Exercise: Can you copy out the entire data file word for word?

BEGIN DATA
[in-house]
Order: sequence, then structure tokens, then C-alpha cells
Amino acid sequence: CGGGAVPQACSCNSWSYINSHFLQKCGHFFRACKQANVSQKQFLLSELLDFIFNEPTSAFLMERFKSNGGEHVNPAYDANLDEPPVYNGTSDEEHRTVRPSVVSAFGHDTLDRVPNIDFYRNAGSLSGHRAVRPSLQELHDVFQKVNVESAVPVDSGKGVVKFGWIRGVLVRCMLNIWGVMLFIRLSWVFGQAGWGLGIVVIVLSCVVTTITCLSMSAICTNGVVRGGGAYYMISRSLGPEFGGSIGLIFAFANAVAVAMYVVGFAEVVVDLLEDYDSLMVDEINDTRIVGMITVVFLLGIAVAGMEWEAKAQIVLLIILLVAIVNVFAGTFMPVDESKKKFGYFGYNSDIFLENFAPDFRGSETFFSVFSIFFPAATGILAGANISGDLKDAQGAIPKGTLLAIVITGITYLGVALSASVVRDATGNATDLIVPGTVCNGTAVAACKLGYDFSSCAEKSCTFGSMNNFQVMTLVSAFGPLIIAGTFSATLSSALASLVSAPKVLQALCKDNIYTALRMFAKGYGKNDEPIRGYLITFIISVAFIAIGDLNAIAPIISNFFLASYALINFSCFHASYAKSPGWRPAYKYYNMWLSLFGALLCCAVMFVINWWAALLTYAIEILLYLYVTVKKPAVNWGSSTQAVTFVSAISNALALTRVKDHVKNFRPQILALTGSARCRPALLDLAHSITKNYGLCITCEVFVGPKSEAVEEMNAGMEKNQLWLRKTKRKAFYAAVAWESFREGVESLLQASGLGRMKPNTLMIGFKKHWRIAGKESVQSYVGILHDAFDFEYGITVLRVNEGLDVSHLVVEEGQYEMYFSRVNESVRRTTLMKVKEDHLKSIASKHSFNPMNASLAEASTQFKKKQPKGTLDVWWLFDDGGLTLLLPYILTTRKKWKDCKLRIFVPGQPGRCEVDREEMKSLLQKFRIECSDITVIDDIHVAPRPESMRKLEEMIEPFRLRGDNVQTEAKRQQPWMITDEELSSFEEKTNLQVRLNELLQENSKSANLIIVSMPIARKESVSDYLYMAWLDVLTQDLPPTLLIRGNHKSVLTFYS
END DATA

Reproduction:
[in-house]
Order: sequence, then structure tokens, then C-alpha cells
Amino acid sequence: CGGGAVPQACSCNSWSYINSHFLQKCGHFFRACKQANVSQKQFLLSELLDFIFNEPTSAFLMERFKSNGGEHVNPAYDANLDEPPVYNGTSDEEHRTVRPSVVSAFGHDTLDRVPNIDFYRNAGSLSGHRAVRPSLQELHDVFQKVNVESAVPVDSGKGVVKFGWIRGVLVRCMLNIWGVMLFIRLSWVFGQAGWGLGIVVIVLSCVVTTITCLSMSAICTNGVVRGGGAYYMISRSLGPEFGGSIGLIFAFANAVAVAMYVVGFAEVVVDLLEDYDSLMVDEINDTRIVGMITVVFLLGIAVAGMEWEAKAQIVLLIILLVAIVNVFAGTFMPVDESKKKFGYFGYNSDIFLENFAPDFRGSETFFSVFSIFFPAATGILAGANISGDLKDAQGAIPKGTLLAIVITGITYLGVALSASVVRDATGNATDLIVPGTVCNGTAVAACKLGYDFSSCAEKSCTFGSMNNFQVMTLVSAFGPLIIAGTFSATLSSALASLVSAPKVLQALCKDNIYTALRMFAKGYGKNDEPIRGYLITFIISVAFIAIGDLNAIAPIISNFFLASYALINFSCFHASYAKSPGWRPAYKYYNMWLSLFGALLCCAVMFVINWWAALLTYAIEILLYLYVTVKKPAVNWGSSTQAVTFVSAISNALALTRVKDHVKNFRPQILALTGSARCRPALLDLAHSITKNYGLCITCEVFVGPKSEAVEEMNAGMEKNQLWLRKTKRKAFYAAVAWESFREGVESLLQASGLGRMKPNTLMIGFKKHWRIAGKESVQSYVGILHDAFDFEYGITVLRVNEGLDVSHLVVEEGQYEMYFSRVNESVRRTTLMKVKEDHLKSIASKHSFNPMNASLAEASTQFKKKQPKGTLDVWWLFDDGGLTLLLPYILTTRKKWKDCKLRIFVPGQPGRCEVDREEMKSLLQKFRIECSDITVIDDIHVAPRPESMRKLEEMIEPFRLRGDNVQTEAKRQQPWMITDEELSSFEEKTNLQVRLNELLQENSKSANLIIVSMPIARKESVSDYLYMAWLDVLTQDLPPTLLIRGNHKSVLTFYS